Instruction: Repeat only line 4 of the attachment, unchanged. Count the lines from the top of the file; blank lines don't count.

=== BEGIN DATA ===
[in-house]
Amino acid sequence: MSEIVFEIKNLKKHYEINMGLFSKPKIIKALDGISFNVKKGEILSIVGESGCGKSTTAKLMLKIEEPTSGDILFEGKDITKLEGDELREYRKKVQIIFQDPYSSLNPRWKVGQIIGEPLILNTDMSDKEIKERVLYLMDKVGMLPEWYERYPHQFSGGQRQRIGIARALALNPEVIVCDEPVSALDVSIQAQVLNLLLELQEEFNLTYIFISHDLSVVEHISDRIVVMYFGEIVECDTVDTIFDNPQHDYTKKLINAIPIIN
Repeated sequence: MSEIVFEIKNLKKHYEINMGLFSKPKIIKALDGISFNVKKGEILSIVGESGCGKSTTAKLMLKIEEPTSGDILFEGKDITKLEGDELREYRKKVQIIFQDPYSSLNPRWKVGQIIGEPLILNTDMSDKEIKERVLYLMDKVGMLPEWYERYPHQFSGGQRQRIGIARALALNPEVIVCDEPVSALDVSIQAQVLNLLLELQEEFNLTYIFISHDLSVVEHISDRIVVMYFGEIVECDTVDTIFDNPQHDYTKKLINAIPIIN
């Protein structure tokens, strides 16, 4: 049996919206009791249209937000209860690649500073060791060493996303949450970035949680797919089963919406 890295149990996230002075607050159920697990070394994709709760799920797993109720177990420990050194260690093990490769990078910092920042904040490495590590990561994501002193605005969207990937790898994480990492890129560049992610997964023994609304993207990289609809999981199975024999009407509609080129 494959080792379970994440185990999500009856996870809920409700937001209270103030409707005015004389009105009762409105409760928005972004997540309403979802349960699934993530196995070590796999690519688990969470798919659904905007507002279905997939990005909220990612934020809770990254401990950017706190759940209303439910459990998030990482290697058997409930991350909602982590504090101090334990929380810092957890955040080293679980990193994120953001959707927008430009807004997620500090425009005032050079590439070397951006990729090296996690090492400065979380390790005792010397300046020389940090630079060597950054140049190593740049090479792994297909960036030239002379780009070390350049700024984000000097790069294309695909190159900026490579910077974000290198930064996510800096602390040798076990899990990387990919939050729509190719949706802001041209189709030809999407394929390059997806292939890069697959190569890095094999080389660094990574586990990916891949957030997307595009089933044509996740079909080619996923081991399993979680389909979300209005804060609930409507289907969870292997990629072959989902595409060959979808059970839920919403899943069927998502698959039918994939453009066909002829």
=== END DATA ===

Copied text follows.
């Protein structure tokens, strides 16, 4: 049996919206009791249209937000209860690649500073060791060493996303949450970035949680797919089963919406 890295149990996230002075607050159920697990070394994709709760799920797993109720177990420990050194260690093990490769990078910092920042904040490495590590990561994501002193605005969207990937790898994480990492890129560049992610997964023994609304993207990289609809999981199975024999009407509609080129 494959080792379970994440185990999500009856996870809920409700937001209270103030409707005015004389009105009762409105409760928005972004997540309403979802349960699934993530196995070590796999690519688990969470798919659904905007507002279905997939990005909220990612934020809770990254401990950017706190759940209303439910459990998030990482290697058997409930991350909602982590504090101090334990929380810092957890955040080293679980990193994120953001959707927008430009807004997620500090425009005032050079590439070397951006990729090296996690090492400065979380390790005792010397300046020389940090630079060597950054140049190593740049090479792994297909960036030239002379780009070390350049700024984000000097790069294309695909190159900026490579910077974000290198930064996510800096602390040798076990899990990387990919939050729509190719949706802001041209189709030809999407394929390059997806292939890069697959190569890095094999080389660094990574586990990916891949957030997307595009089933044509996740079909080619996923081991399993979680389909979300209005804060609930409507289907969870292997990629072959989902595409060959979808059970839920919403899943069927998502698959039918994939453009066909002829």